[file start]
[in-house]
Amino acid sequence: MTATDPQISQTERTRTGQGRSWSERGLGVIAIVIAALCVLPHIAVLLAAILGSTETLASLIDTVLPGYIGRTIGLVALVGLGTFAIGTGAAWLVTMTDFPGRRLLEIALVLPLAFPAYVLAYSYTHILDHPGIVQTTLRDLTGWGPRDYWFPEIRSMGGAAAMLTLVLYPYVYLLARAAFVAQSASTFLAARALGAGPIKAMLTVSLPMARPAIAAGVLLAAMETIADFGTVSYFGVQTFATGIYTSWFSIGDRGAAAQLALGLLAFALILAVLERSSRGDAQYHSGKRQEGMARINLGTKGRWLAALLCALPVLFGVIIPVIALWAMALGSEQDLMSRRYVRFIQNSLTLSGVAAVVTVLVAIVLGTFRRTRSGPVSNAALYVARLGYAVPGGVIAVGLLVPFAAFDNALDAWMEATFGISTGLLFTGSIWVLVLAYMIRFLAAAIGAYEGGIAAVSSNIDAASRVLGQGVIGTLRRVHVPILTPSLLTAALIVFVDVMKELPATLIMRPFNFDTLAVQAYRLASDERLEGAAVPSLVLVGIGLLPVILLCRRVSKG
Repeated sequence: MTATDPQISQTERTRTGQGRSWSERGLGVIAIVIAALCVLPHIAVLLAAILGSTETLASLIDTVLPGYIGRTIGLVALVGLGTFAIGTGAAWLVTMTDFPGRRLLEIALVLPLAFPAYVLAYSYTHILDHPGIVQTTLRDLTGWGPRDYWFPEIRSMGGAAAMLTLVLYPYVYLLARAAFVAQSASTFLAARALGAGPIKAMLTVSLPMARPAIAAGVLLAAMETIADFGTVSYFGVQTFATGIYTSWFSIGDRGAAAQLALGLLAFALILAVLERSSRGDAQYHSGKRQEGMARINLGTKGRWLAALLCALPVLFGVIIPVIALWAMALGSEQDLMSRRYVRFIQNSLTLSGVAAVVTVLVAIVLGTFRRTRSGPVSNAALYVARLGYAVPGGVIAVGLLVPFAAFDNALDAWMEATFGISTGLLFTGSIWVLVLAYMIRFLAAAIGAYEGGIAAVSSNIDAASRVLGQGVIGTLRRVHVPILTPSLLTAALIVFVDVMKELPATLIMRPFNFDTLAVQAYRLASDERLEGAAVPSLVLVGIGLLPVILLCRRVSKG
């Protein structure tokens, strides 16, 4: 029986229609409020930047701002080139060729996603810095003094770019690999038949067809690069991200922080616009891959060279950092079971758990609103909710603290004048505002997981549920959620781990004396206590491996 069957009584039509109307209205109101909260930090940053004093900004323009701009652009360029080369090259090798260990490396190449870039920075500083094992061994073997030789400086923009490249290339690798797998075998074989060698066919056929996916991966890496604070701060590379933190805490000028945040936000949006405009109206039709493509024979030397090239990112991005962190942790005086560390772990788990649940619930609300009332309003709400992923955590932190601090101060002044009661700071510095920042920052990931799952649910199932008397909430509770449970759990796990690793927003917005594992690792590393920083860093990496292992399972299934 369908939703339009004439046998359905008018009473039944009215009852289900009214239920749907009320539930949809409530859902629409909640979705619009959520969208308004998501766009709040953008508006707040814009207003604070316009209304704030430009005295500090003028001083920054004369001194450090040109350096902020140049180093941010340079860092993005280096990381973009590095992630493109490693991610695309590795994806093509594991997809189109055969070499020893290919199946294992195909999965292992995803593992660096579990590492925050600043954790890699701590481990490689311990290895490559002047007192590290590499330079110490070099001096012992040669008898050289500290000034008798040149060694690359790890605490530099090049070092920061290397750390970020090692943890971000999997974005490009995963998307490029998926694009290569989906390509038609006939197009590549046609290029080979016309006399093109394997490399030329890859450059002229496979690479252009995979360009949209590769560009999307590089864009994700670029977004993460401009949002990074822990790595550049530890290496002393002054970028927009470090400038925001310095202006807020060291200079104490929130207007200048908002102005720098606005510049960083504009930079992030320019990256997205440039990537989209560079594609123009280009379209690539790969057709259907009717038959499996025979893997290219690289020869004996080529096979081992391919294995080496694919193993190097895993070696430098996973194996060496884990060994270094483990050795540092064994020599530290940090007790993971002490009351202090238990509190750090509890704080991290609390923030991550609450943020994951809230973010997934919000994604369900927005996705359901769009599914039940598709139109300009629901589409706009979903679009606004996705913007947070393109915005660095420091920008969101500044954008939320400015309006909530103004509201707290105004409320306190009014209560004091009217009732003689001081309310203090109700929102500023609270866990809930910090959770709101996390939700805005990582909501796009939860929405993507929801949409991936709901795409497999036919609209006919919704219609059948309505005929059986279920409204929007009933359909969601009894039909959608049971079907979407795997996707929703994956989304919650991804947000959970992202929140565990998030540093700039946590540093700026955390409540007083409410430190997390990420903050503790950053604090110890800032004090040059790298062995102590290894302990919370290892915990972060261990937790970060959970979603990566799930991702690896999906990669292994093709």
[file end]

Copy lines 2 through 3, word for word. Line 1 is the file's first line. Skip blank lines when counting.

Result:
Amino acid sequence: MTATDPQISQTERTRTGQGRSWSERGLGVIAIVIAALCVLPHIAVLLAAILGSTETLASLIDTVLPGYIGRTIGLVALVGLGTFAIGTGAAWLVTMTDFPGRRLLEIALVLPLAFPAYVLAYSYTHILDHPGIVQTTLRDLTGWGPRDYWFPEIRSMGGAAAMLTLVLYPYVYLLARAAFVAQSASTFLAARALGAGPIKAMLTVSLPMARPAIAAGVLLAAMETIADFGTVSYFGVQTFATGIYTSWFSIGDRGAAAQLALGLLAFALILAVLERSSRGDAQYHSGKRQEGMARINLGTKGRWLAALLCALPVLFGVIIPVIALWAMALGSEQDLMSRRYVRFIQNSLTLSGVAAVVTVLVAIVLGTFRRTRSGPVSNAALYVARLGYAVPGGVIAVGLLVPFAAFDNALDAWMEATFGISTGLLFTGSIWVLVLAYMIRFLAAAIGAYEGGIAAVSSNIDAASRVLGQGVIGTLRRVHVPILTPSLLTAALIVFVDVMKELPATLIMRPFNFDTLAVQAYRLASDERLEGAAVPSLVLVGIGLLPVILLCRRVSKG
Repeated sequence: MTATDPQISQTERTRTGQGRSWSERGLGVIAIVIAALCVLPHIAVLLAAILGSTETLASLIDTVLPGYIGRTIGLVALVGLGTFAIGTGAAWLVTMTDFPGRRLLEIALVLPLAFPAYVLAYSYTHILDHPGIVQTTLRDLTGWGPRDYWFPEIRSMGGAAAMLTLVLYPYVYLLARAAFVAQSASTFLAARALGAGPIKAMLTVSLPMARPAIAAGVLLAAMETIADFGTVSYFGVQTFATGIYTSWFSIGDRGAAAQLALGLLAFALILAVLERSSRGDAQYHSGKRQEGMARINLGTKGRWLAALLCALPVLFGVIIPVIALWAMALGSEQDLMSRRYVRFIQNSLTLSGVAAVVTVLVAIVLGTFRRTRSGPVSNAALYVARLGYAVPGGVIAVGLLVPFAAFDNALDAWMEATFGISTGLLFTGSIWVLVLAYMIRFLAAAIGAYEGGIAAVSSNIDAASRVLGQGVIGTLRRVHVPILTPSLLTAALIVFVDVMKELPATLIMRPFNFDTLAVQAYRLASDERLEGAAVPSLVLVGIGLLPVILLCRRVSKG